Multiple Myeloma an incurable disease, but I have spent the last 25 years in remission using a blend of conventional oncology and evidence-based nutrition, supplementation, and lifestyle therapies from peer-reviewed studies that your oncologist probably hasn't told you about.
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Hi David- I was wondering if intravenous vitamin C will keep me in remission after the ASCT transplant which I made back in 2014 for a multiple myeloma diagnosis earlier that year.
Presently the levels of Lambda are again increasing beyond the normal but they are not skyrocketing ….they are high but doctor said we can wait more before we start some treatment …presently lambda is 110 (maximum normal is 27).
I was wondering if there is a way I can stop the lambda from increasing before the doctor puts me on some treatment.
My oncologist requested one more blood test after a month from now and if the lambda showed higher he will then start some treatment.
Do you think the vitamin C injection if I start them from now , will they help decrease my lambda levels ?? Pls let me know the soonest? Thanks- Peter
I must begin my reply by saying that a remission of your MM from an autologous stem cell transplant in 2014 until now is a darn good remission. A six plus year remission is well-beyond the average.
My guess is that if your lambda light chains are slowly increasing, you are experiencing a biochemical relapse. See the article linked below.
Do you have any CRAB symptoms? You didn’t mention any so I’m thinking that you don’t.
I am wondering about your slow relapse because you may want to consider a couple of different therapy paths.
To answer your question, yes, intravenous vitamin C therapy has been shown to kill MM cells.
Further, you may want to consider other types of non-toxic nutrition supplements, like IVC, that have beeshown to fight MM. I will link the MM CC supplements guide below.
Assuming that you and your oncologist agree to eventually begin chemotherapy again someday, consider low-dose chemotherapy such as low-dose revlimid (lenalidomide) or low-dose velcade (bortezomib).
Undergoing low dose chemo means less chemo, less toxicity to you. Both Revlimid and Velcade integrate with several non-toxic therapies.
For example, Revlimid integrates with curcumin and Velcade integrates also with curcumin but also integrates with CBD oil.
The long-term advantage to you is that research has shown that low-dose therapies are easier on you and may allow you to manage your MM for years to come. Please read the study linked below.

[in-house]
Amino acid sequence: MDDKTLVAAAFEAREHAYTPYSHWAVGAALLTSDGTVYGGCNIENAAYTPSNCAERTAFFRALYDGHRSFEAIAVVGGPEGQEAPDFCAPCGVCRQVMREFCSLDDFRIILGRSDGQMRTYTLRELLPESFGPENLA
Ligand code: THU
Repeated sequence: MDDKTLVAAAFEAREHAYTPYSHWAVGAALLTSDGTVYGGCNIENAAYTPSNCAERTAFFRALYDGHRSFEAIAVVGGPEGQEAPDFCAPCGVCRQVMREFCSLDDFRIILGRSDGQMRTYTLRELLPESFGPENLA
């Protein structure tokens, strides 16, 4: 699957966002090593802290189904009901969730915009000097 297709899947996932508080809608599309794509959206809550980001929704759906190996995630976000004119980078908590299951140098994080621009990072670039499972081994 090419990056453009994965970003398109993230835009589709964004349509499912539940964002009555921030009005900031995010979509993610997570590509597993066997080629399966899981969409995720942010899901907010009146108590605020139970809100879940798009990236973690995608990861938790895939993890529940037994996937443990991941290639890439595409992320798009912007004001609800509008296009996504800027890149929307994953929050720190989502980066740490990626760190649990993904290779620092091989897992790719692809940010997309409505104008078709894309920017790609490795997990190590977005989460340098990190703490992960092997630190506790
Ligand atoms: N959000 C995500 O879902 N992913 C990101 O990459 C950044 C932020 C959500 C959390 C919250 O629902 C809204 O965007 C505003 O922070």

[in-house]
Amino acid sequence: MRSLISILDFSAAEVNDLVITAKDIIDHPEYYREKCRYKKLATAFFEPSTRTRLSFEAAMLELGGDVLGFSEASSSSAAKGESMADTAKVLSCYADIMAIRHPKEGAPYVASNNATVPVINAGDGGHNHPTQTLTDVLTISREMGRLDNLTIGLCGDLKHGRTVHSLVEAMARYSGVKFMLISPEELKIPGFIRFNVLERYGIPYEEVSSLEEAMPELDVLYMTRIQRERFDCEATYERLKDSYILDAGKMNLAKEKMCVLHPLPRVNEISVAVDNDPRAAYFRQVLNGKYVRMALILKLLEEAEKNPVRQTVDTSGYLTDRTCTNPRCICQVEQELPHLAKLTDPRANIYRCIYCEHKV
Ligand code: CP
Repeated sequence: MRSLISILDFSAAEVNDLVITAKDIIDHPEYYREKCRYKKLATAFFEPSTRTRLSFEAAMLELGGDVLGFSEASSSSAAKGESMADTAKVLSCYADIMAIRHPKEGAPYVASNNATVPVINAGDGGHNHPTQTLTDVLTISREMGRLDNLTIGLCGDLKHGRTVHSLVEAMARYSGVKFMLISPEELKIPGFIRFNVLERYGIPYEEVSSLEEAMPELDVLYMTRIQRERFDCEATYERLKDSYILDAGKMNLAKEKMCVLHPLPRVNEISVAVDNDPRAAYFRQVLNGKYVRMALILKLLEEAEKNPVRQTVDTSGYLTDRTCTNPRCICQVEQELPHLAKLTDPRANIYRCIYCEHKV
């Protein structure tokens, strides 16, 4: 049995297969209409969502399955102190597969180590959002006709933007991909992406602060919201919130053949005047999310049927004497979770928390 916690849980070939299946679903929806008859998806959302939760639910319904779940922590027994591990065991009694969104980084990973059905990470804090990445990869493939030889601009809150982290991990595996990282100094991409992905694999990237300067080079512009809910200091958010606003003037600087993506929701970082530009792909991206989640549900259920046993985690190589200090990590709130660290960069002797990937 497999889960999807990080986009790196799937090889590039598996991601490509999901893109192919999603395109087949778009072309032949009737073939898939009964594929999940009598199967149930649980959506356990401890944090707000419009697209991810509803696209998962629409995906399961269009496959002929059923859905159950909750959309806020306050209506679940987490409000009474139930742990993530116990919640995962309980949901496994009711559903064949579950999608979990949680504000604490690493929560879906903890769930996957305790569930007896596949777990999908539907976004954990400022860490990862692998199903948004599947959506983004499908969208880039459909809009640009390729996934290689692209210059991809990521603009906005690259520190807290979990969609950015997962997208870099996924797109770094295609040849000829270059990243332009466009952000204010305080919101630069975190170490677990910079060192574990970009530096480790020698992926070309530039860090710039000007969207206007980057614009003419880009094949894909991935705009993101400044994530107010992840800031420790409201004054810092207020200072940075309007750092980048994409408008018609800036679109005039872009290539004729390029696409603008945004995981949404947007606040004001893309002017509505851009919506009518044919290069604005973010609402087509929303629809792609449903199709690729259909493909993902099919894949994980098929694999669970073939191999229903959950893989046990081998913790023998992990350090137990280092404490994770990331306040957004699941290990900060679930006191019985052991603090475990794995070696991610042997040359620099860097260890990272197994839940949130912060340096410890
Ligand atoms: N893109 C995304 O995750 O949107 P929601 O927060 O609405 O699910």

Let me know if you have any questions. Good luck.
“A biochemical relapse may require careful monthly monitoring of M-protein levels until significant progression occurs.
Treatment of biochemical relapse is indicated as follows: a doubling of serum M-protein, increase of serum M-protein by ≥10 g/L, increase of urine M-protein by ≥500 mg per 24 hours or an increase of involved serum-free light chains (FLC) level by ≥200 mg/L (plus abnormal ratio) by 2 measurements, 2 months apart. In high-risk patients, such as those with aggressive disease at diagnosis or a short treatment-free interval with a suboptimal response to previous treatment or imminent risk for organ dysfunction such as previous light chain-induced renal impairment or new bone lesions or adverse cytogenetics [t(4;14), del17p, or both], treatment should be initiated early after biochemical relapse is diagnosed to avoid serious symptomatic disease.3..”
“High-dose chemotherapies to treat multiple myeloma (MM) can be life-threatening due to toxicities to normal cells and there is a need to target only tumor cells and/or lower standard drug dosage without losing efficacy. We show that pharmacologically-dosed ascorbic acid (PAA), in the presence of iron, leads to the formation of highly reactive oxygen species (ROS) resulting in cell death.
PAA selectively kills CD138+MM tumor cells derived from MM and smoldering MM (SMM) but not from monoclonal gammopathy undetermined significance (MGUS) patients. PAA alone or in combination with melphalan inhibits tumor formation in MM xenograft mice. This study shows PAA efficacy on primary cancer cells and cell lines in vitro and in vivo.
Background: Curcumin, the active component of the Curcuma longa plant, has been shown to potentiate the effect of the immunomodulatory drugs (IMiDs) thalidomide and Bortezomib against human myeloma cell lines and a nude mice model. Its effect on the other IMid, lenalidomide, has not been evaluated. This study aims to investigate the mechanism of action of curcumin and its potential ability to positively interact with lenalidomide.
Method: we designed an in-vitro study to investigate the cytotoxic and chemo-sensitising effects of curcumin alone and in combination with lenalidomide on the human myeloma H929 cell line.
Results: Incubation of H929 cells with curcumin (30mM) or lenalidomide (2.5 mM) for 3 days resulted in 26.35% (±1.06) and 30.81%(±2.98) apoptotic cells respectively. When 30 mM curcumin was combined with 2.5 mM lenalidomide, 50.4% (±3.37) apoptotic cells were detected by flow cytometry and the increase was significant compared to either curcumin alone or lenalidomide alone (anova p = 0.0026). Furthermore, gene analysis studies show that curcumin enhances the cytotoxic effect of lenalidomide via suppression of the cereblon and multi-drug resistant genes.
Conclusion: Curcumin exerts a cytotoxic effect additive to that of lenalidomide on H929 myeloma cells, and it also enhances the chemo-sensitizing effects of this agent.